Alyattes the Lydian, when he had thus waged war against the Milesians, afterwards died, having reigned seven-and-fifty years.
Herodotus tells us that Alyattes drove the Cimmerians out of Asia.
Alyattes waged war toward the southward, into the territories of the city of Miletus.
With the subjugation of Colophon the successes of Alyattes ended.
With regard then to the war waged by Alyattes with the Milesians and Thrasybulos things went thus.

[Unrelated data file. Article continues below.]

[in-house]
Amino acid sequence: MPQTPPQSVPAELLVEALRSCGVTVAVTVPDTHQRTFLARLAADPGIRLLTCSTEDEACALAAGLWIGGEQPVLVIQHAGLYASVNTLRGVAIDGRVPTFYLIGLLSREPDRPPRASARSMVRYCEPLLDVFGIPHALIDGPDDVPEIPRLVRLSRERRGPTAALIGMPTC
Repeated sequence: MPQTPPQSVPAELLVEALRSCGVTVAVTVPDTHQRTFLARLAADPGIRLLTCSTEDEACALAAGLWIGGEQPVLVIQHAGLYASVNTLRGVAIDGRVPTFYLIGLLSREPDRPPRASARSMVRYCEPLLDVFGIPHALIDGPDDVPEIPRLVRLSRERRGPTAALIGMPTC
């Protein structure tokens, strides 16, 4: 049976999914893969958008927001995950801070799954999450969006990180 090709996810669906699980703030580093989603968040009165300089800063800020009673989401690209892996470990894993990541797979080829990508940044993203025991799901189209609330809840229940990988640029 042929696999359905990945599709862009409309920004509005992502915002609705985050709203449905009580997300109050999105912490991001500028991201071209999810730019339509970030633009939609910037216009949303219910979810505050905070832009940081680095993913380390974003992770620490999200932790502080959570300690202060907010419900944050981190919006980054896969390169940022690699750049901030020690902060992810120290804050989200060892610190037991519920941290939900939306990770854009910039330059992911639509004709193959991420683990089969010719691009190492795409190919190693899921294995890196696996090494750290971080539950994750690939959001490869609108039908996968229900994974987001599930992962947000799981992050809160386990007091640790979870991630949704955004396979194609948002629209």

Alyattes did not obtain equal successes over the Greek cities, though Miletus, true to the treaty, held aloof.
Under this mound, right opposite the acropolis of Sardis, rested king Alyattes.
The reign of Alyattes, extended almost to half a century, appears to have borne good fruits for the domestic relations of Lydia.
Clearchus of Soli calls the tomb of Alyattes "the tomb of the Hetæra."
The Lydians preserved a grateful memory of Alyattes, "the most just and wise of their kings," as Xanthus calls him.